I wouldn’t recommend bathing in Beaujolais Nouveau, but do buy a bottle this weekend – and enjoy it while it’s young, preferably in the next month. Don’t save this one; come next spring, it will lose its pizzazz. This is a wine that encourages all of us to celebrate the moment!

Wine Lingo:  Primeur = wine that’s young, produced quickly. Beaujolais Nouveau is sometimes referred to as, “vin de primeur.”

Beaujolais Nouveau

Vino ‘View: Duboeuf is the most familiar name in Beaujolais Nouveau sales, and it’s easy to see why. The 2017 Georges Duboeuf Beaujolais Nouveau (13 percent alcohol, $12.99) is not only delicious, it’s an affordable way to toast the holiday season. The initial aroma is strawberry milkshake, but the Duboeuf is a floral wine with almost a perfume taste. That strawberry shake flavor (but no sweetness) persists for about half a glass before it quiets to a soft marmalade. Mostly this wine is about fruit; I got watermelon, cherries and red raspberries with a touch of cinnamon – no pepper and almost no tannins. Artist Ari Azzopardi won a contest to have his flower-petal painting, “Candy Coated,” featured on the label; it appears on about a million bottles sold in the U.S. This wine would pair nicely with turkey and root vegetables, especially if you chill it; 57-59ºF is ideal. If you don’t have a wine cooler, put it in the fridge for half an hour before you serve it – but no longer. You don’t want to miss those satisfying summer fruits.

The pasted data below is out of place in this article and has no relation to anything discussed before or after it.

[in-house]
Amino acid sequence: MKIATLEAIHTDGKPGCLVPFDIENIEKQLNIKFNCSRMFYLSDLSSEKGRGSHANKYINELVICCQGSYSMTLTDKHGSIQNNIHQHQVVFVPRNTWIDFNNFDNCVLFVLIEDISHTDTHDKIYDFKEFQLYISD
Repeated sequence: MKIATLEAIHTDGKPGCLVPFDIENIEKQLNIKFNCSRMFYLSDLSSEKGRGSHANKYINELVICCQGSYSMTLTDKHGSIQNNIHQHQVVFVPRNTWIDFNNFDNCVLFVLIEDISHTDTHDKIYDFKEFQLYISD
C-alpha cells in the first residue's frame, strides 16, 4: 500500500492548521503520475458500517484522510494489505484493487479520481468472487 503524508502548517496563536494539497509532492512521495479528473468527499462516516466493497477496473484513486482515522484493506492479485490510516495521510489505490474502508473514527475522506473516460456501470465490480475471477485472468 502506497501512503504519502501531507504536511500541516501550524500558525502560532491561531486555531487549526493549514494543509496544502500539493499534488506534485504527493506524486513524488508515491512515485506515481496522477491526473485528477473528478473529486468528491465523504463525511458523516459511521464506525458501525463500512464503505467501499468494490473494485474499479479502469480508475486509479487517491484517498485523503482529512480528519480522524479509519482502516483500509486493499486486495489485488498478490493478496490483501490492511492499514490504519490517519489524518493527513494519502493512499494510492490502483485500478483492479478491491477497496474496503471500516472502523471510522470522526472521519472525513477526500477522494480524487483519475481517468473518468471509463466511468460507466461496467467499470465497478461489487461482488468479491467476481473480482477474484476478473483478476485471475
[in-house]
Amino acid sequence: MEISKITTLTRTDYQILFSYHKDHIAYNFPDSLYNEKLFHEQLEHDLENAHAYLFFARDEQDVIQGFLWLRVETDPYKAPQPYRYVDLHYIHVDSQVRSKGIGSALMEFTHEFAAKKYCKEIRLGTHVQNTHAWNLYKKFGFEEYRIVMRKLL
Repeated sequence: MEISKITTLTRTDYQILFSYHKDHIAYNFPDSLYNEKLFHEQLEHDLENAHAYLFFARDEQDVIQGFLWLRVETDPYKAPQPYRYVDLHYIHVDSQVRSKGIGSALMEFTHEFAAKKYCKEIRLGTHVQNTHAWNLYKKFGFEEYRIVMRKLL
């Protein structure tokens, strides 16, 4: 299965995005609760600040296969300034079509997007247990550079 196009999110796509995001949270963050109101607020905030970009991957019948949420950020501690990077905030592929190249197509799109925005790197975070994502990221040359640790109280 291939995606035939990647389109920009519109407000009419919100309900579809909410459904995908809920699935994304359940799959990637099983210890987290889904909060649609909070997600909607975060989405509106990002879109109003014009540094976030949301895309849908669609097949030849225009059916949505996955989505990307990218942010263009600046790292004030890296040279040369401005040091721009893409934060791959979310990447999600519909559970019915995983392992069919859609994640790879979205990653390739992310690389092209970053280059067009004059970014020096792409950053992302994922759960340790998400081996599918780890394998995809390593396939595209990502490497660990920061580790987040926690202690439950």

[The 2017 Beaujolais Nouveau was sent to BigSexyReds for review.]

Happy Turkey Day!

Mary

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More Wine Labels Demystified

Europeans love to baffle us, especially when it comes to their wines. Half of my wine-loving friends think Burgundy is a grape, like Malbec or Chardonnay. Unless you’ve studied wine regions, you may not know what’s really in that place-name bottle either, so you might leave the bottle on the shelf – and that’s sad, because you’re missing out on some great wine!

When you’re sipping that nice Chianti Classico this weekend, think of this Italian vineyard in Tuscany – specifically in the Chianti region – where they grow Sangiovese, the primary grape (sometimes the only grape) – used in making Chianti.

Tuscany vineyard

[“Vineyard in Tuscany,” courtesy of Jason Parrish via Flickr]

In the Old World, which mostly means Europe, wines usually are identified not by their grapes but by their appellation, a legal term that defines the geographic boundaries of a wine district, the grape varieties permitted there, and the growing and winemaking practices allowed.